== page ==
The Morning Report
Get the news and information you need to take on the day.
Tuesday, June 28, 2005 | Pamela J. Wischkaemper should stop stuffing herself with diseased duck liver long enough to do some research next time she decides to write an opinion column on foie gras. Her deficient column states that no one wants to look at images of how the item is produced, images that depict immense cruelty and suffering. After admitting that these images are indeed disturbing, she simultaneously tells readers to look away and continue supporting it because whether or not this practice is cruel, she “wants [her] foie gras.”
Foie gras is always produced by force-feeding ducks huge quantities of food, enlarging the animals’ livers to 10 times their healthy size. This results in organ rupture, anal hemorrhaging and death for ducks that cannot withstand the trauma. All ducks on foie gras farms that have been force-fed for any length of time have trouble walking and pant incessantly, struggling to inhale oxygen into their pressure-filled bodies. Video footage and photographs taken by myself and other animal cruelty investigators of the conditions inside both U.S. foie gras farms can be found at www.StopForceFeeding.com.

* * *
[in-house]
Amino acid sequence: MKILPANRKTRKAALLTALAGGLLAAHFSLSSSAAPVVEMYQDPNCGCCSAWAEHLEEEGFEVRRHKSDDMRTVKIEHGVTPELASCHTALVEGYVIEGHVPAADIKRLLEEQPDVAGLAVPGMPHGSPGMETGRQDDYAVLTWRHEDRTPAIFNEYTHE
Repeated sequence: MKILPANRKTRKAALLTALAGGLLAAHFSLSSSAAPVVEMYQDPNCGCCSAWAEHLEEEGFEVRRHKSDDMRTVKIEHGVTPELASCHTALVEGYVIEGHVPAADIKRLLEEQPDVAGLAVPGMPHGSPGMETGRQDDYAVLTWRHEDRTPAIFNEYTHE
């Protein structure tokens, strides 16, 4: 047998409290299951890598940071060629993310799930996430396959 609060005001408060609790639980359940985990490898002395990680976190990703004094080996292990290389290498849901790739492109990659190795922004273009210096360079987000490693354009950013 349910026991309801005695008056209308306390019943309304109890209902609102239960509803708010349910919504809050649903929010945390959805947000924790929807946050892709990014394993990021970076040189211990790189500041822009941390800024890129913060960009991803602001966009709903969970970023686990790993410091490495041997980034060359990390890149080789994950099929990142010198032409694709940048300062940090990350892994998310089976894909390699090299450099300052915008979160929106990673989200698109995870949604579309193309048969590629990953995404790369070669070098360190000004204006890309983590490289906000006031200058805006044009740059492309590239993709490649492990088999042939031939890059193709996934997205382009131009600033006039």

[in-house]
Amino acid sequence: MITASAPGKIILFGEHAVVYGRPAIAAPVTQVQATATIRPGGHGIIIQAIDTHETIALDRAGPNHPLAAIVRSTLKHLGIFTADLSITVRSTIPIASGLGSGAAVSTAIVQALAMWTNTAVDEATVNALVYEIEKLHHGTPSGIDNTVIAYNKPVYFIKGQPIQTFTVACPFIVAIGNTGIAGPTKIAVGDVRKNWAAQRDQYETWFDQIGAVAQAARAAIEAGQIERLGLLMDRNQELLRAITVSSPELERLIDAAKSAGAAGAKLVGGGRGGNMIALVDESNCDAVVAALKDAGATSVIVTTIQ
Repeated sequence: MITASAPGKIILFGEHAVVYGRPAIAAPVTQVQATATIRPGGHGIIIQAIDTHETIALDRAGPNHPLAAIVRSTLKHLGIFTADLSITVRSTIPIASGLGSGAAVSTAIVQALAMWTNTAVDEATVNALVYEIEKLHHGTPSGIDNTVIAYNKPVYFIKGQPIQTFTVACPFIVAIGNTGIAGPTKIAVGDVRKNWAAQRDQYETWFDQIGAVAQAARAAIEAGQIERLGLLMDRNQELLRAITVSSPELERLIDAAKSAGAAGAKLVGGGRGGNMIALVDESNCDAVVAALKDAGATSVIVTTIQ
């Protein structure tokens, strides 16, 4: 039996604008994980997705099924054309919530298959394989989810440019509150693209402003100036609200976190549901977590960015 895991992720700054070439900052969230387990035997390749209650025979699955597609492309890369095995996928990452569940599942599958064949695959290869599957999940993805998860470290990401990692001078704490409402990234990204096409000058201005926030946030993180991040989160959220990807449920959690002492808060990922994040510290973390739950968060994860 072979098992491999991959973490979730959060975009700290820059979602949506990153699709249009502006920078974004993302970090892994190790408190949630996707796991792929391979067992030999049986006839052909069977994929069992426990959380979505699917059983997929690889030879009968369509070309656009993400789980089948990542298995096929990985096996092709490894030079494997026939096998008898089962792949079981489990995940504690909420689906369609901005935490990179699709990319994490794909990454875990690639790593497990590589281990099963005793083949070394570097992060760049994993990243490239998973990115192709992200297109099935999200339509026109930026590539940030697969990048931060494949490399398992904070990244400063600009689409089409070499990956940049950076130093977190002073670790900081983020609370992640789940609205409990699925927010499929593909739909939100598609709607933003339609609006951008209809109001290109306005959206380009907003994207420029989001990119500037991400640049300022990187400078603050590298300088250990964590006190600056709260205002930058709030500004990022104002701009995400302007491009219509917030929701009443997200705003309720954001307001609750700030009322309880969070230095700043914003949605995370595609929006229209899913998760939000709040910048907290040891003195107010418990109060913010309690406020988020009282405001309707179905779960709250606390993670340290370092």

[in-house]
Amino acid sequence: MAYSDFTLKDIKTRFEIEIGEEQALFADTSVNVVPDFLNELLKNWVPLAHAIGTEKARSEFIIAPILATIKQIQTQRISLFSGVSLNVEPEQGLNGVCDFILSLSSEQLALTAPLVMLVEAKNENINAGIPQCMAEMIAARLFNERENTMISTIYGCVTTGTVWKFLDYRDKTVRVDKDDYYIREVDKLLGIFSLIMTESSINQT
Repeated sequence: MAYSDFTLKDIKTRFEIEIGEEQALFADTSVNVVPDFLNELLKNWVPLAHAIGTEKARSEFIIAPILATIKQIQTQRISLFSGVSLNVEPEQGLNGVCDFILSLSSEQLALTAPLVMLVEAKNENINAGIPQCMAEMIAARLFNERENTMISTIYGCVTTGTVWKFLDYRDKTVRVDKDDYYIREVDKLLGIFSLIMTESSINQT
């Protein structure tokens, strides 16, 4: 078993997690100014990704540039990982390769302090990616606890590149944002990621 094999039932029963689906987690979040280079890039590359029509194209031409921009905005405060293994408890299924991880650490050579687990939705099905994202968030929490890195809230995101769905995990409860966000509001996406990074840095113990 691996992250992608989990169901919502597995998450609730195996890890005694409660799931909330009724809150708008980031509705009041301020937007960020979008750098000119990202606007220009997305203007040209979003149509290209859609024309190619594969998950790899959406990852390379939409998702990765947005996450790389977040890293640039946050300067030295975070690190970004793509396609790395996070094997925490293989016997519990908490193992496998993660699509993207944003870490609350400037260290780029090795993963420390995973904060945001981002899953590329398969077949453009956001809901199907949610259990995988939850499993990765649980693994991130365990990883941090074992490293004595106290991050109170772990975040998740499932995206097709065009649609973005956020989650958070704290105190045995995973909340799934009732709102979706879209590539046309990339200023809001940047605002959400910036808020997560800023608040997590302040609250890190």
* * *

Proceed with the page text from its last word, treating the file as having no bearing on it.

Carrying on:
People are starving in the world, and foie gras peddlers attempt to justify force-feeding ducks to the point of organ rupture to produce an appetizer for the rich. It is just plain offensive. Fortunately the law is stepping in and putting a stop to this sadistic gluttony. Fifteen countries have already banned this atrocity, and many states, including California, are now doing the same.
Wischkaemper states that animal advocates are more interested in protesting than discussing this issue. Like everything else in her column, this is intentionally false and misleading. I challenge Wischkaemper to come out from behind her computer screen and publicly debate me on this issue any day of the week.
Kath Rogers is co-director of the Animal Protection and Rescue League, a nonprofit organization based in San Diego.